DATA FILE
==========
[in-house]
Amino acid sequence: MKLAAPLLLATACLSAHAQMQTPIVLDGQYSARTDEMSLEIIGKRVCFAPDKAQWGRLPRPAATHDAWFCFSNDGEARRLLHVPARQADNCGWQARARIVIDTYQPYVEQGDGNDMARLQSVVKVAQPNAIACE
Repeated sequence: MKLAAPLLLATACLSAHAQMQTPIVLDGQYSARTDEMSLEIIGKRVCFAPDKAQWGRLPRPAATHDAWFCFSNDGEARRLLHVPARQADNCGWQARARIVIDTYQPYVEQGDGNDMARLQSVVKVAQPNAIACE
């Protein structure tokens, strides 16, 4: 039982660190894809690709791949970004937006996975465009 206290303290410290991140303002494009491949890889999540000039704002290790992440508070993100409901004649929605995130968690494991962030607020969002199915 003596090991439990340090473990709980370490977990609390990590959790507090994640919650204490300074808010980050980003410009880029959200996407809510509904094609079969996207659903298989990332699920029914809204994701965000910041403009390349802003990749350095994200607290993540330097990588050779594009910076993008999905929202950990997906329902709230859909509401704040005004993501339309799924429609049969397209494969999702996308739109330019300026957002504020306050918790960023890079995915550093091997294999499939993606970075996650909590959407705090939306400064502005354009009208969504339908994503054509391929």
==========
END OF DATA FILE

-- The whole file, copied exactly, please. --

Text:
[in-house]
Amino acid sequence: MKLAAPLLLATACLSAHAQMQTPIVLDGQYSARTDEMSLEIIGKRVCFAPDKAQWGRLPRPAATHDAWFCFSNDGEARRLLHVPARQADNCGWQARARIVIDTYQPYVEQGDGNDMARLQSVVKVAQPNAIACE
Repeated sequence: MKLAAPLLLATACLSAHAQMQTPIVLDGQYSARTDEMSLEIIGKRVCFAPDKAQWGRLPRPAATHDAWFCFSNDGEARRLLHVPARQADNCGWQARARIVIDTYQPYVEQGDGNDMARLQSVVKVAQPNAIACE
């Protein structure tokens, strides 16, 4: 039982660190894809690709791949970004937006996975465009 206290303290410290991140303002494009491949890889999540000039704002290790992440508070993100409901004649929605995130968690494991962030607020969002199915 003596090991439990340090473990709980370490977990609390990590959790507090994640919650204490300074808010980050980003410009880029959200996407809510509904094609079969996207659903298989990332699920029914809204994701965000910041403009390349802003990749350095994200607290993540330097990588050779594009910076993008999905929202950990997906329902709230859909509401704040005004993501339309799924429609049969397209494969999702996308739109330019300026957002504020306050918790960023890079995915550093091997294999499939993606970075996650909590959407705090939306400064502005354009009208969504339908994503054509391929």